I took an extra day off this holiday weekend, and am absolutely loving it. As we speak, I’m blogging from a Caribou coffee house. Yes, you heard me. Caribou. Not Starbucks. I know, but the Minnesota conversion is happening. I can’t stop it. And the coffee is good!
So, I’ve been buried in literature and not-so-literature over the weekend. Here’s my reading list… Somehow, they all have a thread of canine love woven throughout… It was not my intent, but was my reality. Enjoy!
The Story of Edgar Sawtelle — A beautifully written novel. Just stunning. As an animal lover and a dog owner, the story was even more poignant for me. I found myself tied more closely to the story line, simply by having watched Daphne in her last years of life, and Samson and Chloe in their puppy years. But the real connection here is the way David Wroblewski weaves human drama and trauma across his characters, all joined by the breeding of a particular type of dog, is riveting. The story centers on a tight-knit family of three (including a mute teenage son), their own breed of dogs (which strives for intelligence, reasoning and emotion, rather than physical perfection), and an extended family of characters that are related through both bloodlines and business. It’s haunting, yes, but just beautiful.
Every Demon Has Its Day — This was a borrow from Chris, and written by Cara Lockwood. It’s a cute, amusing, and an incredibly fast read. What it lacks in depth, it makes up for in imagination. Modern day battles of good and evil — with evil lurking where else but the local DMV, my fav — that deals with believers and non-believers, a talking French Bulldog, a reluctant and less-than-skilled prophet, and a clumsy ghost of an ex-husband who gets murdered by a balding demon to kick the story off. It’s really quite a cute little story with a lot of whimsical dialog.
Heroic Measures — Another borrow from Chris, this little novel packs a punch. Jill Ciment sets the novel on the Lower East Side of Manhattan, and weaves in an aging Jewish couple putting their 5-floor walk-up on the market. It sounds a little bland until the author weaves in a bomb scare in the Midtown Tunnel, a back injury on their 12-year old Dachshund that requires surgery, and a bidding war on their apartment and the one they want to buy — all in the span of two days. The couple is adorable, and the view of Manhattan and its take on terrorists, the real estate market, and pets through their eyes is perfect.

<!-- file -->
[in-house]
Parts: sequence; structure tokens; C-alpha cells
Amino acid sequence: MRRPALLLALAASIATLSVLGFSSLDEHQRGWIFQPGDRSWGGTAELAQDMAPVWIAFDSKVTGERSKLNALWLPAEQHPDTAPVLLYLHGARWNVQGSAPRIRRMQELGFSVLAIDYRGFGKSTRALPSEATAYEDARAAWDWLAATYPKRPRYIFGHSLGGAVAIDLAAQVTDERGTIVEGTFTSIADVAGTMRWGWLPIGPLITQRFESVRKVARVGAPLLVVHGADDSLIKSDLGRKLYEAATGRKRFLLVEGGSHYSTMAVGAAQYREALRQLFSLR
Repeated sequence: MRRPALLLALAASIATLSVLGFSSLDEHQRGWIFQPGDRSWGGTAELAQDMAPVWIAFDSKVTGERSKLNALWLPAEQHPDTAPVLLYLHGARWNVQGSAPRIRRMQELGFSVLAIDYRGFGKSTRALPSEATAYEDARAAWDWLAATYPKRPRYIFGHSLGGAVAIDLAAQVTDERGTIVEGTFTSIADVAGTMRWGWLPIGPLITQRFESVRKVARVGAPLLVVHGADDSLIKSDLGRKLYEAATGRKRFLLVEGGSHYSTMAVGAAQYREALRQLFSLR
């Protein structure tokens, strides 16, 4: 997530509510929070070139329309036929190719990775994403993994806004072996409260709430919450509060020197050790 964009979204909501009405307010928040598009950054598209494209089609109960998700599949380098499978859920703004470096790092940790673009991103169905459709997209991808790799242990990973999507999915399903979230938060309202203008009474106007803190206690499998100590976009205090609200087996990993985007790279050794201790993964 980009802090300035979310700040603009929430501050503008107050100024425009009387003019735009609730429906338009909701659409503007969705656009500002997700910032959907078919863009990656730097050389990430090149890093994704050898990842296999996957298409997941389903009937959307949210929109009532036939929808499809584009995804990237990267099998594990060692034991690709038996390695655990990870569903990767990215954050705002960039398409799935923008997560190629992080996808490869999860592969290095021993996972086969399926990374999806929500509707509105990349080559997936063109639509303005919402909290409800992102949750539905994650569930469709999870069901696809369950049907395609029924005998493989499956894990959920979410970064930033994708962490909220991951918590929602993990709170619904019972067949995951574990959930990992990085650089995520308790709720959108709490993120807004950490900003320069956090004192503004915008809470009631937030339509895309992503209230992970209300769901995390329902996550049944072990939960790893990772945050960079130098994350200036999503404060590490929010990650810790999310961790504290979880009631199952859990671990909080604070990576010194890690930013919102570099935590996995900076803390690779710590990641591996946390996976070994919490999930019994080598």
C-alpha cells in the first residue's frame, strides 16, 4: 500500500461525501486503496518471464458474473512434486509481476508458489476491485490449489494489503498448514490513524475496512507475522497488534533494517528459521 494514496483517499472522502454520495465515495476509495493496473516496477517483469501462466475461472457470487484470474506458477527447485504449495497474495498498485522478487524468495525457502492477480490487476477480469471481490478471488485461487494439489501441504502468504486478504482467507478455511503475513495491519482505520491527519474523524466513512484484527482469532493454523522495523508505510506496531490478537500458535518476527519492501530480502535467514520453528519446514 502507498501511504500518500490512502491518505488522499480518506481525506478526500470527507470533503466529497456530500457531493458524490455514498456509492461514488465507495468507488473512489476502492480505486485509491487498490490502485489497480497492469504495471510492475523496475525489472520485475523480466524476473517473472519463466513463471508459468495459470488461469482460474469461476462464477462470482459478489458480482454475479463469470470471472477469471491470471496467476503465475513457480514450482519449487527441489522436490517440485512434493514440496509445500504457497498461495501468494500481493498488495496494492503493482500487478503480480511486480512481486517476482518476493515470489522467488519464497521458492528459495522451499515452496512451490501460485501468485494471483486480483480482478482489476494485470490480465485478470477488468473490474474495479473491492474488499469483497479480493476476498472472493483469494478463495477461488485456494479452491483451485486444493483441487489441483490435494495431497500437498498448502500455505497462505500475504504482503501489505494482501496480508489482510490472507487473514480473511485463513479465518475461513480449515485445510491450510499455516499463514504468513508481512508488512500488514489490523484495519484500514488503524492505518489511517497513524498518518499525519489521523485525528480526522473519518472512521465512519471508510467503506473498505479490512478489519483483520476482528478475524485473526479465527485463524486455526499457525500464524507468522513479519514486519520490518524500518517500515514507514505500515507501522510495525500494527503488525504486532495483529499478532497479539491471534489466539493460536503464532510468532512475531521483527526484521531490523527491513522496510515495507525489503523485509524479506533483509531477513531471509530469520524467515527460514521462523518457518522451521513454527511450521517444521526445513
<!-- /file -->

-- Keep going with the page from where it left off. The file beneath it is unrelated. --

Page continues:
Anita Blake, Vampire Hunter (books VI – VIII) — Cut me some slack. And yes, I also have David Archuletta on my iPod. Shut up. But I love this little series. It was written well before any of the more recent Twilight or True Blood series, and has enjoyed a cult following of its own for years. The series is set in the 1980’s, and every time Laurell K. Hamilton describes one of Anita’s outfits, I swear someone I worked with at Disney wore it — right down to the high top Reeboks and baggy socks. Love it. You’re wondering where the canine thread flows through this book? Her romantic interest is a werewolf, of course.
Dead in the Family — Charlaine Harris’ latest Sookie Stackhouse novel didn’t glue me to my seat, but it did entertain me. I think I waited so long for it, that when it hit the shelves, I just blew through it. I knew all of the characters, was waiting for something new to be introduced, and kind of guessed where it was going before it got there. I won’t say I didn’t enjoy it, but I will say it didn’t wow me. And I wanted it to. Bummer. Guess I’ll have to see what they do to the series on latest season HBO, right?